Academic Paper condemns Forced Adoption & exposes serious damage

Everyone who has had their family torn apart by the government’s past or present policy of removal practices should read the following article. It is is authored by Dr. Daryl Higgins – who co-authored the AIFS research project report with Pauline Kenny.  The Report exposed the shocking trauma that many mothers and their taken children, now adults suffer.  It is one of the only studies in the world to look at the long term damage adoption inflicts because of the separation of mothers from their children.  It also acknowledges that damage is not quarantined to mothers and their stolen children but has a ripple effect that continues to casue damage down through the subsequent generations.

The following article featured in the August edition of InPsych highlights many of the issues I raised in my PhD and in many of the articles I have written on the topic of Forced Adoption.

Past Adoption Practices: Implications for current interventions

By Dr Daryl Higgins MAPS, Deputy Director (Research), Australian Institute of Family Studies

During the mid to late twentieth century (1940s to 1980s), it was common practice for babies of unwed mothers to be adopted by married couples. Many of the infants were taken from their mothers at childbirth as a result of extreme pressure and coercion that they experienced from family, social workers and hospital staff. The practices sometimes extended to ‘undeserving’ married women. The adoptions that occurred in this way have been termed ‘forced adoptions’. Not all of the forced removals or separations between parents and children resulted in adoption; some children grew up in institutions. It has now been recognised that the separation of a child from its mother in this manner was neither moral nor legal (Gillard, 2013) – a practice for which the nation has offered its apology (Mushin, 2014). Many of the practices have similarities with those to which Indigenous children of the Stolen Generations were subjected, with children forcibly removed from their families under acts of parliament and sent either to institutions or adopted by non-Indigenous families (see article Dark chapters in Australian history: Adopted children from the Stolen Generations for discussion of this aspect of forced adoption practices in Australia).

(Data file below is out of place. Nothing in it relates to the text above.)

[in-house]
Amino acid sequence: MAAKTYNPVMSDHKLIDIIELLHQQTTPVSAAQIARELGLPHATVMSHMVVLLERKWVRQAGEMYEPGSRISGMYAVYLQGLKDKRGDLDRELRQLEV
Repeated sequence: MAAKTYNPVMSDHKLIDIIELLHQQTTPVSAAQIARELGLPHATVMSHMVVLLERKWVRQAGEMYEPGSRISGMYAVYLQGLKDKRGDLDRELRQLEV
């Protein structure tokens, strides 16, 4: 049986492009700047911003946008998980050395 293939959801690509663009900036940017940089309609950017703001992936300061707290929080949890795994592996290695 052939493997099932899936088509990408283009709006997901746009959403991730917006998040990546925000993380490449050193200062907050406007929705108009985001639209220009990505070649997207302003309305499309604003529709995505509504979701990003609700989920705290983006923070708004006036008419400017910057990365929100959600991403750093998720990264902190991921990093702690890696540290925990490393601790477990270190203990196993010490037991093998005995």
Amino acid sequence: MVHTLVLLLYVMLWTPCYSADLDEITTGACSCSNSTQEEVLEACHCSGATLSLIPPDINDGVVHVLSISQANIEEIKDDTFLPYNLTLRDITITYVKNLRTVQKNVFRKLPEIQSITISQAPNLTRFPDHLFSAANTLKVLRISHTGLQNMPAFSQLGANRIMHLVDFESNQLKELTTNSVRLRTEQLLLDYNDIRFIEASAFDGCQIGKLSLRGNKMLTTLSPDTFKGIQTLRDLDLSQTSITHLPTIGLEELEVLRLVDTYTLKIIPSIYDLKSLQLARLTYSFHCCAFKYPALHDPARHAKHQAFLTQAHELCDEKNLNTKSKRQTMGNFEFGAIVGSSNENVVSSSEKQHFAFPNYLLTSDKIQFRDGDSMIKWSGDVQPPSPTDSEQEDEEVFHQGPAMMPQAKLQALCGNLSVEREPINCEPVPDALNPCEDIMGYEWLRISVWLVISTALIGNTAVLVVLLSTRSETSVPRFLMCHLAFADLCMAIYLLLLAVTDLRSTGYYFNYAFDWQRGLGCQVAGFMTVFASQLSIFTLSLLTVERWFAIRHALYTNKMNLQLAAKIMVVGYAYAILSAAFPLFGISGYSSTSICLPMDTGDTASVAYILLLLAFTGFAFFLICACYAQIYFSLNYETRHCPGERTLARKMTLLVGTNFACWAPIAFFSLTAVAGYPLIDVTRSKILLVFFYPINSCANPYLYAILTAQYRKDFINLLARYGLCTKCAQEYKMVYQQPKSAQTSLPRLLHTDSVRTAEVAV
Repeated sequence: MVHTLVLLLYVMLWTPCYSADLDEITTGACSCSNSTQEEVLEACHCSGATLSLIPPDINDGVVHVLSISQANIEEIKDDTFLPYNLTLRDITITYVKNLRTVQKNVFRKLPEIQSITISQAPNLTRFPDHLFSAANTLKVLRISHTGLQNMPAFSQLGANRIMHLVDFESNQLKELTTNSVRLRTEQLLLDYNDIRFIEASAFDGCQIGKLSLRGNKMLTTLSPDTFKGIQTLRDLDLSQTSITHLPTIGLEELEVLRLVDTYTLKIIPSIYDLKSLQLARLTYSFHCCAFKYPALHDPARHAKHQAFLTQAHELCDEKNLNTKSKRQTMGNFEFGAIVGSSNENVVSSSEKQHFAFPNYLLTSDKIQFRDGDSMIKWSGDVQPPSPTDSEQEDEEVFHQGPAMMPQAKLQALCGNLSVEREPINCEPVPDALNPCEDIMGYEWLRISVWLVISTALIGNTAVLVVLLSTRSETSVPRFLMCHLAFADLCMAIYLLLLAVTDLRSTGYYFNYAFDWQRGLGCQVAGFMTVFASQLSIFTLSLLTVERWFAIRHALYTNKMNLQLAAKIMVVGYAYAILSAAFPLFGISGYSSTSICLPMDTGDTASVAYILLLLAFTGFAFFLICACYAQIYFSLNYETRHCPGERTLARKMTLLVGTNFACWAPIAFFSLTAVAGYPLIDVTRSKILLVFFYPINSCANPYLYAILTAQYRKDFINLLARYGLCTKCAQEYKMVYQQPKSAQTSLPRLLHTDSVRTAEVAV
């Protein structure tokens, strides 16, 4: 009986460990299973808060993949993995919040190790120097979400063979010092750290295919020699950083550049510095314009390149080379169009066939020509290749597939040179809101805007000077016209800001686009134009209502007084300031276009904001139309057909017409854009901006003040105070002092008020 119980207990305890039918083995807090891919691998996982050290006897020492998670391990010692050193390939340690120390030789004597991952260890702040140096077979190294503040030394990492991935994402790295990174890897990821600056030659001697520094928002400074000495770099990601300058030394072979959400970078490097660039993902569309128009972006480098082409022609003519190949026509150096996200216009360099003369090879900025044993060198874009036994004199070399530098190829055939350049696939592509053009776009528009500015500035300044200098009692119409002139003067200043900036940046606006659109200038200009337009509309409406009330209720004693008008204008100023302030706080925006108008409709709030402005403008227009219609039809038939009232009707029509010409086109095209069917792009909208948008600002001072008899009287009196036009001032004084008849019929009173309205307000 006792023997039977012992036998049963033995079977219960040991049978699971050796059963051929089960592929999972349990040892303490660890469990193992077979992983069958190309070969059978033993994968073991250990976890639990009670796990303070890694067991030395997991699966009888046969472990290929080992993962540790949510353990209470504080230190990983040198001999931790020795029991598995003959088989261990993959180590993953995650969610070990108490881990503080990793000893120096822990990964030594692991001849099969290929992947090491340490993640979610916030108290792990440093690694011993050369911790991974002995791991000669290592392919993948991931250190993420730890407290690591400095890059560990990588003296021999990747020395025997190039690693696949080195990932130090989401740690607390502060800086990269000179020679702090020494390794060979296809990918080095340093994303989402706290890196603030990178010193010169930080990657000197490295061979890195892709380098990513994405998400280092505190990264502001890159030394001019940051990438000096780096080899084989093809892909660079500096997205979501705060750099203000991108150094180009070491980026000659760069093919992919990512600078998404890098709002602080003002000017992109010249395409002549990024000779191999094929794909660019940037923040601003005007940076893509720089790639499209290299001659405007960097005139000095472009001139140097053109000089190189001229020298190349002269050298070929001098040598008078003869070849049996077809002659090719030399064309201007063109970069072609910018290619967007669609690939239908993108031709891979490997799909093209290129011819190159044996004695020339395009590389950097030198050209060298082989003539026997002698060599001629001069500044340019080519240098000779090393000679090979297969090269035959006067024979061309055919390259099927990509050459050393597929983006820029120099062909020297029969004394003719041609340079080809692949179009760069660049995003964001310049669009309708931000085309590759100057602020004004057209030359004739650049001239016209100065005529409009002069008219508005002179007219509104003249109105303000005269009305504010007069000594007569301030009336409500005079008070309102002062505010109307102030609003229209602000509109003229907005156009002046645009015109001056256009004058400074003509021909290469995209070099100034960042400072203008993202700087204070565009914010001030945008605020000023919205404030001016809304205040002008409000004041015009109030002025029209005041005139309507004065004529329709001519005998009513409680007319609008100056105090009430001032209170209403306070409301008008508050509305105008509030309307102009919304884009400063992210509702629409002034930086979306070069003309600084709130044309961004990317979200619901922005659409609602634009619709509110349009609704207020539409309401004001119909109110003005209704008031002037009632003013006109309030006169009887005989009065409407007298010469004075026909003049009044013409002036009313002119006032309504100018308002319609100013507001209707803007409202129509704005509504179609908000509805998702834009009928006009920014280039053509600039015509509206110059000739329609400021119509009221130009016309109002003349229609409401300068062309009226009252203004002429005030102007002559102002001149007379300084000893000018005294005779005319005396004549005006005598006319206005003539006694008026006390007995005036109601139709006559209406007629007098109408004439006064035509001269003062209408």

The past practices of forced adoption have resulted in life-long consequences for the majority of those directly involved, particularly for mothers and adopted persons, but also for other family members (Higgins, 2010). This article distils recent research conducted by the Australian Institute of Family Studies (AIFS)1  and discusses the implications for service delivery, particularly psychological practice.

Investigating the past

Although there is a wealth of primary material, there has been little systematic research on the experience of past adoption practices in Australia. In recent years, research in the area of past adoption practices, including forced adoptions in Australia, has become a key area of focus for the AIFS. Three seminal pieces of work have been undertaken since 2010: a review of the literature, looking at the effects of past adoption practices (Higgins, 2010); the National Research Study on the Service Response to Past Adoption Experiences (Kenny et al., 2012), which examined the effects of forced adoptions, including the psychological, emotional and social impacts; and the Forced Adoption Support Services Scoping Study (Higgins et al., 2014), which focused on the ways in which service providers – such as psychologists – can most appropriately respond to the current needs of people affected by forced adoption practices including the need for information, counselling and reunion services.

Forced adoption experiences

In 2012 the AIFS completed the National Research Study on the Service Response to Past Adoption Practices, which examined past adoption experiences to inform development of best practice models or practice guidelines for the delivery of supports and services for individuals affected by their adoption experiences (for details of the study, More than 1,500 individuals took part in the study, comprising: 823 adopted persons; 505 mothers; 94 adoptive parents; 94 other family members; 12 fathers; and 58 service providers.

Some of the disturbing adoption-related experiences reported by study participants included:

  • Mothers being used for the training of medical students
  • Mothers being sexually assaulted by medical professionals
  • Mothers experiencing medical neglect or maltreatment
  • Mothers being tied to beds, forcibly held down, having pillows placed over their faces and having sheets held up to shield the view of their newborn son/daughter during labour
  • Mothers being administered drugs that caused impaired judgement/capacity to make informed decisions
  • Mothers and fathers being informed that their newborn son/daughter was deceased when they were not
  • The unethical and illegal obtaining of consent to adopt (or no consent obtained at all)
  • Adoptees as babies being used for medical experimentations
  • Adoptees being placed with abusive adoptive parents
  • Adoptees being lied to regarding the circumstances surrounding their adoption, including the obtaining of consent from their parents